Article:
Schneider have had an enviable reputation pretty much since their inception in 1913 in the unpronounceable town of Bad Kreuznach. The Componon enlarging lenses, and Super-Angulon and Apo-Symmar objectives are staples in the large-format stills world. The Cine-Xenars and Xenon FF-Primes are fantastic in their respective markets. Schneider lenses are expensive, beautifully made, and target users for whom “good enough” just isn’t good enough.
So Schneider’s decision to make a range of add-on lenses for the iPhone seemed odd, to say the least. But then Bentley choose to use the iPhone 5, equipped with Schneider’s iPro Lenses, to shoot their 2014 commercials, so maybe the decision wasn’t so odd after all.
Schneider recently started to ship the new cases for iPhone 6/6 Plus, at the time of writing there was no information as to whether they would work with the new iPhone 6s. The new case was made in conjunction with Element Case.
The iPhone slips into the top of the rugged case. The case itself is made of high density plastic with a grippy, rubberised finish. The sides both have 1/4” tripod bushes which makes the case a bit bulky, though you really only notice with the already quite giant iPhone 6 Plus. One caveat, the tripod bushes are open ended, so if you screw a very long thread into them you’ll hit the phone.
The case is perfectly practical to use every day, with great feeling buttons for power and volume, and a rubber sealing strip for the Lightning and headphone connectors. It’s reasonably stylish, in a macho sort of way, and there is even a lanyard attachment – ideal for Japanese teenagers to attach all those dangly totems they love so much.
Around the phone’s lens is the bayonet fitting for Schneider’s system. There are five lenses available:
Fisheye: 16mm focal length (35mm equivalent) when shooting video, 12mm for stills.
Super Wide: 19mm video, 14mm stills
Wide: 27mm video, 19mm stills
Telephoto: 84mm video, 60mm stills
Macro: Reduces the iPhone’s minimum focus from 2.5” to 1” and provides an effective magnification of 2.5x.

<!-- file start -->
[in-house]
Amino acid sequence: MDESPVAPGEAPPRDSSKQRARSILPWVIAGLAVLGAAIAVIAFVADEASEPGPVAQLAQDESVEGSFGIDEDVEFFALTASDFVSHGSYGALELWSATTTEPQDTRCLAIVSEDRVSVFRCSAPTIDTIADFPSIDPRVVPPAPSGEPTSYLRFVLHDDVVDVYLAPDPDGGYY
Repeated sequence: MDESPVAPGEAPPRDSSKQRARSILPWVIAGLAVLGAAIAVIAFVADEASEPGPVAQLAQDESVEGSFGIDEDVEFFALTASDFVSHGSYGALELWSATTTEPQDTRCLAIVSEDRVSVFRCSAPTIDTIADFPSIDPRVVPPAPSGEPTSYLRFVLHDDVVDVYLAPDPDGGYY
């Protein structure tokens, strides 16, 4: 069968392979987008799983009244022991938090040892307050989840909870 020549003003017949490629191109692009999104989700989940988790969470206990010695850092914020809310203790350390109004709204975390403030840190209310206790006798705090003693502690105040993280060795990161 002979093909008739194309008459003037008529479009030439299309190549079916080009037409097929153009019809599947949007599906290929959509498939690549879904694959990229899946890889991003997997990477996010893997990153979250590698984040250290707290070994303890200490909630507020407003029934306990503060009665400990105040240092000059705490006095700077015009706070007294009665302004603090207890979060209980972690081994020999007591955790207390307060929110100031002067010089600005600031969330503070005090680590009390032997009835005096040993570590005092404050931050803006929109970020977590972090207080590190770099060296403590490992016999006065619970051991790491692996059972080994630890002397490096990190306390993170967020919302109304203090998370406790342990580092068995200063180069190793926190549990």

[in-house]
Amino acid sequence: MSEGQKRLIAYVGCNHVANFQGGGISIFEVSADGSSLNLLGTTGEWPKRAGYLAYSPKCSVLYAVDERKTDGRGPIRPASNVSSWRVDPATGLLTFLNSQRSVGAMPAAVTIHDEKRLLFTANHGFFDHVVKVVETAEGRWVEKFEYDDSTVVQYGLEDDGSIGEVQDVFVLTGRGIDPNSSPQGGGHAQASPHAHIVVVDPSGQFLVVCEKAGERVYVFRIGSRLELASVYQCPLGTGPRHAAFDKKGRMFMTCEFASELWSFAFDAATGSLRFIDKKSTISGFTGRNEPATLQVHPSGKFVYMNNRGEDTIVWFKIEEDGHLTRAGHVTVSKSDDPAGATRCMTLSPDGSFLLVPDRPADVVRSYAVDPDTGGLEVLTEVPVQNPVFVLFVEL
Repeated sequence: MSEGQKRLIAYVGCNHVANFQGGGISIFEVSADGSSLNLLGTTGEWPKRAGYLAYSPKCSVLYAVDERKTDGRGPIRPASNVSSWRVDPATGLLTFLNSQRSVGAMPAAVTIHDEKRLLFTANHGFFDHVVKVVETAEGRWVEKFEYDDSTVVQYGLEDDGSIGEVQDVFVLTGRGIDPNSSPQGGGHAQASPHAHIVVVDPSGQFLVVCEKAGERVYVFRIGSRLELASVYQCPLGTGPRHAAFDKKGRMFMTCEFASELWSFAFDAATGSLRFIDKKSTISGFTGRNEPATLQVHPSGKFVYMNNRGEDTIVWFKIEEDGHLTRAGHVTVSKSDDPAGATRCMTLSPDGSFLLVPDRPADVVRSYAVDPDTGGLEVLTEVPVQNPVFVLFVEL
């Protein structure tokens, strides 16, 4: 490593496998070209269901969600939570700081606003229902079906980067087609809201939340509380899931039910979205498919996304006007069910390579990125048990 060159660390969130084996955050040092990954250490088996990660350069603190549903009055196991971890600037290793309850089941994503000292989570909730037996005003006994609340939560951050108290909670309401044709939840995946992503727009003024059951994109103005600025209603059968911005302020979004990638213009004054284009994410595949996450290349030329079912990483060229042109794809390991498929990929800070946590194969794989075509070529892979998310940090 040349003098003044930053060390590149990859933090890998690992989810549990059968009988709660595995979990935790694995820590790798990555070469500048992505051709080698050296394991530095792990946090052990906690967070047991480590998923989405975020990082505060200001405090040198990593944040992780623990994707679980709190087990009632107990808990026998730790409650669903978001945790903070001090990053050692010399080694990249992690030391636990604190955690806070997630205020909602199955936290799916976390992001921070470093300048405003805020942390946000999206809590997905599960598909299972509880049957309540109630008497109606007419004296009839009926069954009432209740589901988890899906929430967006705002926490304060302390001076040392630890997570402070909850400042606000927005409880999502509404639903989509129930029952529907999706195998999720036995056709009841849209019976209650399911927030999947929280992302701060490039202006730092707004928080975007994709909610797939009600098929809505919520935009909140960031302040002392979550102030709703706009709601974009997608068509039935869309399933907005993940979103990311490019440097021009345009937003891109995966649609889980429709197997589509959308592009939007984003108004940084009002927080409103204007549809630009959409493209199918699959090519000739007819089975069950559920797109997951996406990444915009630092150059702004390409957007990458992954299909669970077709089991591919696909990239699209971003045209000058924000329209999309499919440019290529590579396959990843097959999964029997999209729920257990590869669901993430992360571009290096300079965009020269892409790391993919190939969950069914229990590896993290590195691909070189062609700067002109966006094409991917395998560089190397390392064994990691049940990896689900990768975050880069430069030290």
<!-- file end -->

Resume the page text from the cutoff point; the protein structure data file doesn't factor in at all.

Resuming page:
For reference, the ‘bare’ iPhone lens has a 35mm equivalent focal length of 42mm for video and 30mm for stills.
The lenses are available separately, but there is a kit consisting of the case, three lenses (Macro, Super Wide and Telephoto) and a groovy handle that attaches to a separate bush on the case, and which also serves to store the lenses.
The focal length of the lenses in the kit is really useful – though personally I would quickly add the standard Wide as well.
In probably the weirdest performance tests I’ve ever done, Schneider’s iPro lenses performed very well. There was no detectable drop in resolution between the base iPhone lens and addition of the Telephoto, though the Super Wide softened the image very slightly – dropping the MTF by about 10% in the centre of the image.
The lenses appear to be lightly coated, and they certainly control flare pretty well. When they do flare there is little contrast veiling (the Super Wide is, unsurprisingly, the worst offender) and the small number of elements produces flare artefacts much like vintage glass.
I am the last person in the world to condone the use of smartphones for the filming of anything for broadcast. Nevertheless, on the basis that the best camera is always the one you have with you, Schneider’s iPro system in incredibly good. I would keep the kit with me at all times. At a shade under £190 for the ‘Trio’ kit of case and three lenses, it’s much more expensive than the clip-on iPhone lenses out there, but it’s cheap for the image and build quality, and the groovy case and handle design.